by Don Boekelheide in Charlotte, North Carolina During a fierce summer thunderstorm last Friday night, I found out that Organic Gardening will no longer be with us next year. As the lightning flashed and the rain hammered down on the tin roof of the packing shed, I stared in disbelief...

    Posted by Don Boekelheide on August 29, 2014 at 7:49 am.   This post has 8 responses.
    Eat This, Guest Rants

    The Success of Failure

    By Amanda Morris, Ph.D Twisted, dessicated, browned vines droop across their cages, all life and vitality wrecked by powdery mildew, too much water, not enough air, and failed planning. These are my spaghetti squash, Honey Bear acorn squash, Jubilee watermelon, Sugar Baby watermelon, and honeydew plants; a pitiful display...

    Posted by Amanda Morris on August 28, 2014 at 6:41 am.   This post has 17 responses.
    Green the Grounds, Lawn Reform, Ministry of Controversy

    Postcards From The Edge – DROUGHT

    I have lived through drought before, but I have never seen anything like what I am witnessing now. I live in what is usually called an “up and coming” community – this is one of those places where artists and musicians come to raise their families, and before the...

    Posted by on August 27, 2014 at 10:05 am.   This post has 43 responses.
    Real Gardens

    Sensational

    It’s a fact that botanical gardens have to keep on their toes to attract visitors throughout the year. Just as with art museums, a great collection is not enough.  In addition to the traditional special events, like orchid, mum, spring flower, coleus, and poinsettia shows, there must be model...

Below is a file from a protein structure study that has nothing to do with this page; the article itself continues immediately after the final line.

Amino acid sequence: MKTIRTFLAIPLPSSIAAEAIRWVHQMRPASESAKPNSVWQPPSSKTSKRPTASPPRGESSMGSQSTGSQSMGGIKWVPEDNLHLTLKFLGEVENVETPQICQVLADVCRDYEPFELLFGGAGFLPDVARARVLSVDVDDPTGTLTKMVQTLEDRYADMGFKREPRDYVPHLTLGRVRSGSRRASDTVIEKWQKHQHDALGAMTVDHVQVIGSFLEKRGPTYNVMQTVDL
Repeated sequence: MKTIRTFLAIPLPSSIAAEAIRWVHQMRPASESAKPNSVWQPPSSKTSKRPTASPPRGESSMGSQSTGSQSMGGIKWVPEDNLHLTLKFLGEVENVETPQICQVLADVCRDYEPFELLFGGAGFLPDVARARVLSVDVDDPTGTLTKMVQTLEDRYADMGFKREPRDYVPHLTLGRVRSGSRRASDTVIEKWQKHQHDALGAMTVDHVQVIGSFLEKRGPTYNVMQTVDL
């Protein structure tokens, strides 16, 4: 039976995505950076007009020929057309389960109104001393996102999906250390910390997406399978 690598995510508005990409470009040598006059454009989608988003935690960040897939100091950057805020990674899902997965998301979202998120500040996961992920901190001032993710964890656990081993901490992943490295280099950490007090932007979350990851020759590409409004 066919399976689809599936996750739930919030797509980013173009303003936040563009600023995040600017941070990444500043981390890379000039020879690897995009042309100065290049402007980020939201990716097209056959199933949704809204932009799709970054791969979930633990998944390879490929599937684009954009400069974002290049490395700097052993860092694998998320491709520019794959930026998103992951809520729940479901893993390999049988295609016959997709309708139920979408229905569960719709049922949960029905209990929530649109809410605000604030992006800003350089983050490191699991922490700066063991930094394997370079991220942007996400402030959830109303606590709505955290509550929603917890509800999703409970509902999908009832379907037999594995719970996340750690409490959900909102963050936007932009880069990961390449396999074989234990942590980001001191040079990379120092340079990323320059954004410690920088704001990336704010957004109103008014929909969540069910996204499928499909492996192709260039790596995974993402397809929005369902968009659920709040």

Posted by on August 25, 2014 at 8:49 am.   This post has 8 responses.
    Ministry of Controversy

    Who’s more controversial – Michelle Rhee or Scotts Miracle-Gro?

    To most of the media, it’s the famous education reformer Michelle Rhee, ex-DC Schools Chancellor, who’s controversial, unpopular, even reviled by some, especially teachers’ unions. (Interesting read on the subject.)  So when Scotts MiracleGro recently named her as a trustee, teachers called for a boycott of Scotts, and readers were presumably left with the...

    Posted by on August 22, 2014 at 9:03 am.   This post has 27 responses.
    Lawn Reform, Real Gardens, Shut Up and Dig

    Courtyard Garden: One Year Later

    It’s time for an update on my courtyard garden. The thrill of saying that hasn’t dimmed after a year, and I imagine I will still be delighted about it if I am lucky enough to have a courtyard garden decades from now. First, a quick before-and-after pairing to show...

    Posted by on August 19, 2014 at 10:29 pm.   This post has 11 responses.
    Designs, Tricks, and Schemes, Real Gardens

    Riverscaping

    While on a brief getaway in the northern Catskills, we saw plenty of natural beauty, including late summer wildflowers (rudbeckia, asters, eupatorium, and more) along the trails. We also saw some lovely manmade landscaping that took full advantage of its context. Along route 28, just past Phoenicia, you’ll pass...

    Posted by on August 18, 2014 at 9:20 am.   This post has 6 responses.
    Real Gardens

    Contrasting Gardens in Pittsburgh

    I’m home from visiting Pittsburgh, where I attended the big Garden Writers Symposium, and thankfully I returned with a few photos to post here.  (After posting here for eight years this summer I’m thrilled to find anything new to write about.) First up, a study in contrasts starts with the...

    Posted by on August 14, 2014 at 3:43 pm.   This post has 19 responses.